Students give the gift of sight
Pre-optometry student club collects glasses
Located in the lobby of the Optometry College or on a table on the MSC Bridge of the University of Missouri-St. Louis for the past two weeks are drop boxes set up by the Pre-Optometry Club.
With the help of organizations such as Student Volunteer Optometric Services to Help Humanity and National Optometric Student Association, the club has set up a drive to collect glasses for Haiti and other third world countries.
The president of the Pre-Optometry Club, Cortney Luehrmann, sophomore, pre-optometry, said that this was the first year the club had done their fundraiser on the main campus as well as South Campus.
“As a club, we want to make the university aware of the need for donated glasses for developing countries,” Luehrmann said.
In the past, the fundraiser was held by various optometry students who volunteered with SVOSH, the student side of VOSH.
Although the drop boxes asked for eyeglasses for Haiti, some students were confused by them.
“I saw and read the box and knew that they were collecting glasses, I just did not know where it was going,” Zach Martin, junior, liberal studies, said.
“I was a little confused about the drive because when I think of donations, I do not think of eyeglasses.”
According to Luehrmann, Haiti has had a lack of optometric care before and after the earthquake. VOSH would like to improve that by providing Haitians with corrective vision.
“Right now, the VOSH organization is working in Haiti to make sure they have optometric care, but they will also go to other developing nations where they need optometric care,” Luehrmann said. Luehrmann also mentioned how some fourth year optometric students have recently traveled with the group to Haiti because VOSH was one of its first responders after the devastating earthquake.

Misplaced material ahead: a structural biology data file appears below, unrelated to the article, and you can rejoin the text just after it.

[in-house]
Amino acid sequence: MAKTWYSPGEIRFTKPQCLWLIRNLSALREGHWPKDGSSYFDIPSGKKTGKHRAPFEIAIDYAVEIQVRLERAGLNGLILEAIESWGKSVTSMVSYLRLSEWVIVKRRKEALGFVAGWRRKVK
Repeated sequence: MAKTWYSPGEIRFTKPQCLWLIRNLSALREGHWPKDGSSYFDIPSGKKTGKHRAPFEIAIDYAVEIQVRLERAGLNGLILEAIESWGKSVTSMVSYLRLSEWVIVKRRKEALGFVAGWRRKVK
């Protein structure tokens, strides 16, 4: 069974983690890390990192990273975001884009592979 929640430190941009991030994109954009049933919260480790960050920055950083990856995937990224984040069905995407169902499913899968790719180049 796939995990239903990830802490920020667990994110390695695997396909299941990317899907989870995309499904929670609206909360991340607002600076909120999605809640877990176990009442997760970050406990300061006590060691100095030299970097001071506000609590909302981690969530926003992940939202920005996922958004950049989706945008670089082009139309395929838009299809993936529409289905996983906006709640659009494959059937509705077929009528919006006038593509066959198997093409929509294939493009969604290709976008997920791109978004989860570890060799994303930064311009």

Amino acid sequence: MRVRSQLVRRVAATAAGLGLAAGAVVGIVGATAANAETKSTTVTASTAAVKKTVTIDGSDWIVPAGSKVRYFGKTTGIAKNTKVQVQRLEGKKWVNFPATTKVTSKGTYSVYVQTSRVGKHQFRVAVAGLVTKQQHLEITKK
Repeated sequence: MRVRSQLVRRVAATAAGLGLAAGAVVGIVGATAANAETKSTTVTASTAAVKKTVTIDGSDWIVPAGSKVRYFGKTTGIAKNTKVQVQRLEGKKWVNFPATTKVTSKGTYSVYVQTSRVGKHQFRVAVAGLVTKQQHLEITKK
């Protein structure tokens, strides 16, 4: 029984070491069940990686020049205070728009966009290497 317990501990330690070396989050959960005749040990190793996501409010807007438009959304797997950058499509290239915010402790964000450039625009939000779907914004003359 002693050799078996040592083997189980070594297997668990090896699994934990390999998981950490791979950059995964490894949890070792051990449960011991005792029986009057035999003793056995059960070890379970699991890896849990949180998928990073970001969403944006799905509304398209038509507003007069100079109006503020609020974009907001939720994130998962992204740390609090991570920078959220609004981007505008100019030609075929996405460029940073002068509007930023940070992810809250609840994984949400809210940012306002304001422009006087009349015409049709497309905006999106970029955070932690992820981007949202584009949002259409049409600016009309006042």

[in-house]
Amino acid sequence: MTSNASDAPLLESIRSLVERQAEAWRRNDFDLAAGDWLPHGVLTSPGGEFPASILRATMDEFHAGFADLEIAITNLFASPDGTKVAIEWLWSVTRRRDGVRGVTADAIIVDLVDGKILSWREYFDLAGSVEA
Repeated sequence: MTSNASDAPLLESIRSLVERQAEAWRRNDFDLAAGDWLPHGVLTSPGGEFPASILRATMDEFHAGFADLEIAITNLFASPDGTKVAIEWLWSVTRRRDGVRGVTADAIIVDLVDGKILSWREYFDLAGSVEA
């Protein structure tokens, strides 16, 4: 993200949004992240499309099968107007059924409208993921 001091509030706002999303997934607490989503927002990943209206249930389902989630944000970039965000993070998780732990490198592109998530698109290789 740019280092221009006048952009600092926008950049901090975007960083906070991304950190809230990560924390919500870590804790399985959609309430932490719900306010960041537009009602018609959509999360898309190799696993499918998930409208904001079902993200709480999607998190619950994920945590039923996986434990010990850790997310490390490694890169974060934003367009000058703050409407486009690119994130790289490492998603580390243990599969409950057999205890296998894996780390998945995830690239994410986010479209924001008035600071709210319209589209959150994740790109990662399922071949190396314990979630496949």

Luehrmann stressed the importance of delivering glasses to the disaster torn country, and mentioned what the group will be looking for when collecting the eyewear.
“We are collecting the frames and the lenses, the lenses are the most important of the donated glasses because they have the prescription,” Luehrmann said. “I just want to do my part in helping people get what they need to see.”
This drive is not just confined to the UM-St. Louis campus. Pre-optometry student clubs from universities such as Saint Louis University, Maryville, Missouri Baptist and others have collection boxes for the same cause.
Yet at the end of the fundraiser all of the collected glasses come to the same place—UM-St. Louis, where SVOSH identifies the prescription, tags the glasses and then ships them off to developing countries.
Although the drive has now come to a close, there is still opportunity to contribute, according to optometrist Barbara Brown, manager of student and special services in the college of optometry.
“We never turn down glasses for third world countries,” Brown said.